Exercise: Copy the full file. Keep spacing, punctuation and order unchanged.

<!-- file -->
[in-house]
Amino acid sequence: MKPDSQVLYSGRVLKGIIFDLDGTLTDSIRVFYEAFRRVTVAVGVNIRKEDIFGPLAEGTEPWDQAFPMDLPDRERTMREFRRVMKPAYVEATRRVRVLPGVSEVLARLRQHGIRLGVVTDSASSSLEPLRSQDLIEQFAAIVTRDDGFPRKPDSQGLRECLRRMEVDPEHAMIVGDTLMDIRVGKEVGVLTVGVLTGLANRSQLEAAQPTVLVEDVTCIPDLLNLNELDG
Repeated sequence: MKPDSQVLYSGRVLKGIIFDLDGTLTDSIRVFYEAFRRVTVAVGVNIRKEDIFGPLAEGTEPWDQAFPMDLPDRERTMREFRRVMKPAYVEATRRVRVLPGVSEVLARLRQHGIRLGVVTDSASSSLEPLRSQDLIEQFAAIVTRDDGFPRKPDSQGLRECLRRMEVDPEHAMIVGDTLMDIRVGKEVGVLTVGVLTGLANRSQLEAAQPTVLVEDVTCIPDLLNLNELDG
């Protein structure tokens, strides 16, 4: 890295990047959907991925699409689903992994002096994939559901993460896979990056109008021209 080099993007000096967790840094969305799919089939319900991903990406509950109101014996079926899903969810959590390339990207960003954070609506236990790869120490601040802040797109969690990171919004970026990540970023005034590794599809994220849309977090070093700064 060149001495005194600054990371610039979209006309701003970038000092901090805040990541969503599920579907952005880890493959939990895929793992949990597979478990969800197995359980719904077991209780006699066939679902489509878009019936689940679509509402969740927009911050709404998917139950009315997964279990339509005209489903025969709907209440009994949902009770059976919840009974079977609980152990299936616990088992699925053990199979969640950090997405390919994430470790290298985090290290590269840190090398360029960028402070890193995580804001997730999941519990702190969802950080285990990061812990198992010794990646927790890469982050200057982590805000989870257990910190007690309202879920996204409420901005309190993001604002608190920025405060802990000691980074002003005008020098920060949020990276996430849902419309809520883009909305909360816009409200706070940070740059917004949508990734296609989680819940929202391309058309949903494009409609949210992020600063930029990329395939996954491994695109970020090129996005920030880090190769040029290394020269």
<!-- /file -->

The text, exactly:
[in-house]
Amino acid sequence: MKPDSQVLYSGRVLKGIIFDLDGTLTDSIRVFYEAFRRVTVAVGVNIRKEDIFGPLAEGTEPWDQAFPMDLPDRERTMREFRRVMKPAYVEATRRVRVLPGVSEVLARLRQHGIRLGVVTDSASSSLEPLRSQDLIEQFAAIVTRDDGFPRKPDSQGLRECLRRMEVDPEHAMIVGDTLMDIRVGKEVGVLTVGVLTGLANRSQLEAAQPTVLVEDVTCIPDLLNLNELDG
Repeated sequence: MKPDSQVLYSGRVLKGIIFDLDGTLTDSIRVFYEAFRRVTVAVGVNIRKEDIFGPLAEGTEPWDQAFPMDLPDRERTMREFRRVMKPAYVEATRRVRVLPGVSEVLARLRQHGIRLGVVTDSASSSLEPLRSQDLIEQFAAIVTRDDGFPRKPDSQGLRECLRRMEVDPEHAMIVGDTLMDIRVGKEVGVLTVGVLTGLANRSQLEAAQPTVLVEDVTCIPDLLNLNELDG
């Protein structure tokens, strides 16, 4: 890295990047959907991925699409689903992994002096994939559901993460896979990056109008021209 080099993007000096967790840094969305799919089939319900991903990406509950109101014996079926899903969810959590390339990207960003954070609506236990790869120490601040802040797109969690990171919004970026990540970023005034590794599809994220849309977090070093700064 060149001495005194600054990371610039979209006309701003970038000092901090805040990541969503599920579907952005880890493959939990895929793992949990597979478990969800197995359980719904077991209780006699066939679902489509878009019936689940679509509402969740927009911050709404998917139950009315997964279990339509005209489903025969709907209440009994949902009770059976919840009974079977609980152990299936616990088992699925053990199979969640950090997405390919994430470790290298985090290290590269840190090398360029960028402070890193995580804001997730999941519990702190969802950080285990990061812990198992010794990646927790890469982050200057982590805000989870257990910190007690309202879920996204409420901005309190993001604002608190920025405060802990000691980074002003005008020098920060949020990276996430849902419309809520883009909305909360816009409200706070940070740059917004949508990734296609989680819940929202391309058309949903494009409609949210992020600063930029990329395939996954491994695109970020090129996005920030880090190769040029290394020269």